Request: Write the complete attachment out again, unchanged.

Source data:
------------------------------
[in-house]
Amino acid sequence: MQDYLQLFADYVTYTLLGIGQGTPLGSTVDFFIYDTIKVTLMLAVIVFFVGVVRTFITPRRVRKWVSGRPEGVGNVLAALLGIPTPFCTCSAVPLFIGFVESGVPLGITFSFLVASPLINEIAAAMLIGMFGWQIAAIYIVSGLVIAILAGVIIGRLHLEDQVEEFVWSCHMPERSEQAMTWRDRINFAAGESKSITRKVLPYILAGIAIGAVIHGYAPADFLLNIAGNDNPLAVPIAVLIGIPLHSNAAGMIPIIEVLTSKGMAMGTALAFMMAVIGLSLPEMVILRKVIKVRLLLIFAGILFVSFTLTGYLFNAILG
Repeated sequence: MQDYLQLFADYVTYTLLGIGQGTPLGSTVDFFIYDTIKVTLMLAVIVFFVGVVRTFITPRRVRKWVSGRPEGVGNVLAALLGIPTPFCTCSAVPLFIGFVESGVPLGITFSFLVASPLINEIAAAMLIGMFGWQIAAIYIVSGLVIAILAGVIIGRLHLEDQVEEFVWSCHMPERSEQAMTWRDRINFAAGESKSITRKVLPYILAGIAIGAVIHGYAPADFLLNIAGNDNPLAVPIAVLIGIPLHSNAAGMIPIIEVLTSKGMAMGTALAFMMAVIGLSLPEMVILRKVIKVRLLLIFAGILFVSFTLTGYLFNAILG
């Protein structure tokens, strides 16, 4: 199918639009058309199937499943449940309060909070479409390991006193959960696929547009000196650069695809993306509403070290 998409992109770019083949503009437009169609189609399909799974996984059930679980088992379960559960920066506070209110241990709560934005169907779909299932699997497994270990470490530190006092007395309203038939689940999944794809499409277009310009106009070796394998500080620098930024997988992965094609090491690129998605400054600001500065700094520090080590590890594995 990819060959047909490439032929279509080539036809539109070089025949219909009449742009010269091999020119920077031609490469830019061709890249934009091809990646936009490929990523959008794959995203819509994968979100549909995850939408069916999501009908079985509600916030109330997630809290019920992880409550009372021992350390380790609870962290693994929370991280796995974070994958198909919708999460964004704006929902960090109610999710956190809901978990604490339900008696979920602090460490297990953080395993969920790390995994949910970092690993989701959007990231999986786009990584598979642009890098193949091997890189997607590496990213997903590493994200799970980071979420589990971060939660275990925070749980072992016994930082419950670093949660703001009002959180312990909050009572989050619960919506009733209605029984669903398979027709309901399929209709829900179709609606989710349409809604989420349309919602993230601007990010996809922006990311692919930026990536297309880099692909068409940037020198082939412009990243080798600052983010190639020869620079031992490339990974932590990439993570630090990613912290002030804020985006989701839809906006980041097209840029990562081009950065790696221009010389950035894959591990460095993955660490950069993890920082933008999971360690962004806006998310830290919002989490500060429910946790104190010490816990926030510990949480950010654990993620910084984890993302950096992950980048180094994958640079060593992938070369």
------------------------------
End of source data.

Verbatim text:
[in-house]
Amino acid sequence: MQDYLQLFADYVTYTLLGIGQGTPLGSTVDFFIYDTIKVTLMLAVIVFFVGVVRTFITPRRVRKWVSGRPEGVGNVLAALLGIPTPFCTCSAVPLFIGFVESGVPLGITFSFLVASPLINEIAAAMLIGMFGWQIAAIYIVSGLVIAILAGVIIGRLHLEDQVEEFVWSCHMPERSEQAMTWRDRINFAAGESKSITRKVLPYILAGIAIGAVIHGYAPADFLLNIAGNDNPLAVPIAVLIGIPLHSNAAGMIPIIEVLTSKGMAMGTALAFMMAVIGLSLPEMVILRKVIKVRLLLIFAGILFVSFTLTGYLFNAILG
Repeated sequence: MQDYLQLFADYVTYTLLGIGQGTPLGSTVDFFIYDTIKVTLMLAVIVFFVGVVRTFITPRRVRKWVSGRPEGVGNVLAALLGIPTPFCTCSAVPLFIGFVESGVPLGITFSFLVASPLINEIAAAMLIGMFGWQIAAIYIVSGLVIAILAGVIIGRLHLEDQVEEFVWSCHMPERSEQAMTWRDRINFAAGESKSITRKVLPYILAGIAIGAVIHGYAPADFLLNIAGNDNPLAVPIAVLIGIPLHSNAAGMIPIIEVLTSKGMAMGTALAFMMAVIGLSLPEMVILRKVIKVRLLLIFAGILFVSFTLTGYLFNAILG
């Protein structure tokens, strides 16, 4: 199918639009058309199937499943449940309060909070479409390991006193959960696929547009000196650069695809993306509403070290 998409992109770019083949503009437009169609189609399909799974996984059930679980088992379960559960920066506070209110241990709560934005169907779909299932699997497994270990470490530190006092007395309203038939689940999944794809499409277009310009106009070796394998500080620098930024997988992965094609090491690129998605400054600001500065700094520090080590590890594995 990819060959047909490439032929279509080539036809539109070089025949219909009449742009010269091999020119920077031609490469830019061709890249934009091809990646936009490929990523959008794959995203819509994968979100549909995850939408069916999501009908079985509600916030109330997630809290019920992880409550009372021992350390380790609870962290693994929370991280796995974070994958198909919708999460964004704006929902960090109610999710956190809901978990604490339900008696979920602090460490297990953080395993969920790390995994949910970092690993989701959007990231999986786009990584598979642009890098193949091997890189997607590496990213997903590493994200799970980071979420589990971060939660275990925070749980072992016994930082419950670093949660703001009002959180312990909050009572989050619960919506009733209605029984669903398979027709309901399929209709829900179709609606989710349409809604989420349309919602993230601007990010996809922006990311692919930026990536297309880099692909068409940037020198082939412009990243080798600052983010190639020869620079031992490339990974932590990439993570630090990613912290002030804020985006989701839809906006980041097209840029990562081009950065790696221009010389950035894959591990460095993955660490950069993890920082933008999971360690962004806006998310830290919002989490500060429910946790104190010490816990926030510990949480950010654990993620910084984890993302950096992950980048180094994958640079060593992938070369």